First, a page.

Thus, men with obesity induced HH may benefit from other treatment strategies that target the pathophysiology of the disease. Weight loss intervention which improves hormonal and metabolic abnormalities related to obesity may also be considered a logical approach to improve obesity-induced HH.

One possible approach consists of the use of aromatase inhibitors (AI) to stop the conversion of T to E2 thereby interrupting the vicious cycle of E2 inhibition of the hypothalamic-pituitary-gonadal axis and restoring T production to normal levels. Increased T and reduced E2 levels have been reported in men with low levels of T after AI administration, even though very few studies investigated clinical outcomes.

We believe that AI use could promote positive changes on hypogonadal symptoms and body composition in HH severely obese patients, acting at the physiopathology of the disease without necessarily causing bone loss.

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Study Type : Interventional  (Clinical Trial)
Actual Enrollment : 23 participants
Allocation: Randomized
Intervention Model: Parallel Assignment
Masking: Quadruple (Participant, Care Provider, Investigator, Outcomes Assessor)
Primary Purpose: Treatment
Official Title: Aromatase Inhibitors and Weight Loss in Severely Obese Hypogonadal Male Veterans (Pilot)
Actual Study Start Date : June 2016
Actual Primary Completion Date : November 20, 2018
Actual Study Completion Date : December 20, 2018

Resource links provided by the National Library of Medicine

Drug Information available for: Anastrozole

Arm Intervention/treatment
Placebo Comparator: weight loss
Patients given counseling on diet and exercise in order to achieve a goal weight loss of 10 percent
Behavioral: weight loss
Experimental: aromatase inhibitor (anastrazole) plus weight loss
Patient placed on an aromatase inhibitor anastrazole 1 mg daily plus given counseling on diet and exercise in order to achieve a goal weight loss of 10 percent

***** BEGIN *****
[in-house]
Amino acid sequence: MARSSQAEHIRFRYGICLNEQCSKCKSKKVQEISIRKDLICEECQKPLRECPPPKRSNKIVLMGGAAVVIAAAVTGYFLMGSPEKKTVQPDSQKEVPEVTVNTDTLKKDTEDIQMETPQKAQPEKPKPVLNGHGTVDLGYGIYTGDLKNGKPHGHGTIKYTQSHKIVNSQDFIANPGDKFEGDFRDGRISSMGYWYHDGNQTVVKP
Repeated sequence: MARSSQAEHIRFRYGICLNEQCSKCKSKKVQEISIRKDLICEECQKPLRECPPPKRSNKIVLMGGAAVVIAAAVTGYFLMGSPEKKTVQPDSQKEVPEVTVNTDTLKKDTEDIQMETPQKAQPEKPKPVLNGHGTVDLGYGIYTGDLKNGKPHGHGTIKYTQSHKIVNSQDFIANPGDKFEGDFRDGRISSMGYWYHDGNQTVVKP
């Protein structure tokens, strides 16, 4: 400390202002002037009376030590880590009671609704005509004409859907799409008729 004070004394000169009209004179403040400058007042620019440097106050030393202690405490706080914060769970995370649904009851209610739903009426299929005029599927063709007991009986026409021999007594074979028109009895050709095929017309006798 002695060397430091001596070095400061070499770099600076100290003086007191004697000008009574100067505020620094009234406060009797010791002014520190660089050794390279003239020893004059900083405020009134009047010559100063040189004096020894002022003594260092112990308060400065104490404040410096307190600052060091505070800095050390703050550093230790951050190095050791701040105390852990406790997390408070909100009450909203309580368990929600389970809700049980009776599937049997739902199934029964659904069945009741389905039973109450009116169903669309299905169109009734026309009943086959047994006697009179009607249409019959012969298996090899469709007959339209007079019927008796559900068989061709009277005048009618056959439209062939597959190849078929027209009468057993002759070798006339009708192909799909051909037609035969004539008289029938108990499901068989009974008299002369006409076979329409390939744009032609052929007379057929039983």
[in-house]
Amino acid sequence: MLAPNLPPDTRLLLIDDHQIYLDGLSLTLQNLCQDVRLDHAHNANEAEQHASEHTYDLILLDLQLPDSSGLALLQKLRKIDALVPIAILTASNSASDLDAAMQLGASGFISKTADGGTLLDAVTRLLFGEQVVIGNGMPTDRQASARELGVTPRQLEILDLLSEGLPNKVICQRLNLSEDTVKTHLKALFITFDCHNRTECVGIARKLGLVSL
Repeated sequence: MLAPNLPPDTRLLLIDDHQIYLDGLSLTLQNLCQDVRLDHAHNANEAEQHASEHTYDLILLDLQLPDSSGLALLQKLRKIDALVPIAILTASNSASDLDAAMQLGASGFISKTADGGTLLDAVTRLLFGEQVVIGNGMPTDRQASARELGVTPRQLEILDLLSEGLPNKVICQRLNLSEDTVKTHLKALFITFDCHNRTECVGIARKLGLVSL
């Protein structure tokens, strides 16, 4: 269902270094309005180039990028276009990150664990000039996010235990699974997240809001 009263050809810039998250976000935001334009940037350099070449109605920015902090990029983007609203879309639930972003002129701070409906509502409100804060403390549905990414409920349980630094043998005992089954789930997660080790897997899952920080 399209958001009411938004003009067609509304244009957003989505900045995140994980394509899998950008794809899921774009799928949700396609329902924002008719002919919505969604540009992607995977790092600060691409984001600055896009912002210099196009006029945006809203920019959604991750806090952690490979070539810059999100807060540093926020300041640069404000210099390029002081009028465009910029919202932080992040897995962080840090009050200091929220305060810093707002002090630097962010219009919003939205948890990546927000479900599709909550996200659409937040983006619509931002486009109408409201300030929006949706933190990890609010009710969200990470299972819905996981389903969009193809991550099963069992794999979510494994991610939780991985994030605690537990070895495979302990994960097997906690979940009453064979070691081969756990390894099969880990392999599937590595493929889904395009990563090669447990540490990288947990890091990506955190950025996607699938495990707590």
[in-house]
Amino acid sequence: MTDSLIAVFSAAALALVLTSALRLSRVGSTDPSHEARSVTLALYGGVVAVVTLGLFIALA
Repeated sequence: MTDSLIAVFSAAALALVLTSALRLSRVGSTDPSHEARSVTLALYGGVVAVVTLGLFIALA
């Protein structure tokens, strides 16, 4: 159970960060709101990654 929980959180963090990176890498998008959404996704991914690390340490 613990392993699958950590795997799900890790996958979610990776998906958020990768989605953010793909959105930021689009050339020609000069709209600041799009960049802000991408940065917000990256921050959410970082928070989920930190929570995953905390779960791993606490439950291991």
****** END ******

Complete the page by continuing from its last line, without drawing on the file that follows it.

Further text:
Drug: Anastrazole
Other Name: Arimidex

Behavioral: weight loss



Primary Outcome Measures :
  1. Percent Change in Muscle Strength as Assessed by Knee Extension and Knee Flexion [ Time Frame: baseline and 6 months ]

    Muscle strength was assessed using Biodex System 4 Isokinetic Dynamometer (Shirley, NY). Peak torque for isokinetic knee extension and flexion was measured at baseline, 6 months on the right leg. During the testing, participants sat with their hips flexed at 120 degrees, secured with thigh and pelvic straps. Testing was performed at an angular velocity of 60 degrees per second. The best result of 3 maximal voluntary efforts for each knee flexion and extension was used as the measure of absolute strength and reported as peak torque at 60 degrees in Newton-meter (N*m) units.

    The higher the measured Newton-meter (N*m), the greater the measured muscle strength.


  2. Change in Symptoms Score of Hypogonadism [ Time Frame: baseline, 3 and 6 months ]

    Symptoms of androgen deficiency were measured with 3 validated questionnaires done at baseline, 3 and 6 months.

    1. The Quantitative Androgen Deficiency in the Aging Male (qADAM) questionnaire uses questions from a scale of 1-5. The final summation yields a total score between 10 (most symptomatic) and 50 (least symptomatic).